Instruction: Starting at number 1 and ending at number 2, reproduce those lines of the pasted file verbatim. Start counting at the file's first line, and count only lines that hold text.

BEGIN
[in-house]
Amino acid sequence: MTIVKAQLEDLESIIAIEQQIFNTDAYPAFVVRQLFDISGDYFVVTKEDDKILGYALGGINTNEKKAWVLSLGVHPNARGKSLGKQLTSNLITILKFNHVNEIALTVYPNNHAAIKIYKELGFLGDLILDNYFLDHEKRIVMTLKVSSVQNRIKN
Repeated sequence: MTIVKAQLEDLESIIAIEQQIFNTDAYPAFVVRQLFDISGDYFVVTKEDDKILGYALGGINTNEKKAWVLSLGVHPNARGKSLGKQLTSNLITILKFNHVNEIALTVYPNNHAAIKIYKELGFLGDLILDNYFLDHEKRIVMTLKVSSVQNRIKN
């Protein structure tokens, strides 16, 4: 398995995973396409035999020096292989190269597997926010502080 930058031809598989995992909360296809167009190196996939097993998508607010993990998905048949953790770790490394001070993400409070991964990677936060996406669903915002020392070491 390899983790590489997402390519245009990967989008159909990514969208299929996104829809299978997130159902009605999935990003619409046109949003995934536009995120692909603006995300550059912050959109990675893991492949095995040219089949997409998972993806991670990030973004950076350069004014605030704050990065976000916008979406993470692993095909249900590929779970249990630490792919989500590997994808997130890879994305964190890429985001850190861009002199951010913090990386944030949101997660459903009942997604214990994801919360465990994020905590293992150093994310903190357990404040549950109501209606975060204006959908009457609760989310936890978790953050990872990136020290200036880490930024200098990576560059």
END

[in-house]
Amino acid sequence: MTIVKAQLEDLESIIAIEQQIFNTDAYPAFVVRQLFDISGDYFVVTKEDDKILGYALGGINTNEKKAWVLSLGVHPNARGKSLGKQLTSNLITILKFNHVNEIALTVYPNNHAAIKIYKELGFLGDLILDNYFLDHEKRIVMTLKVSSVQNRIKN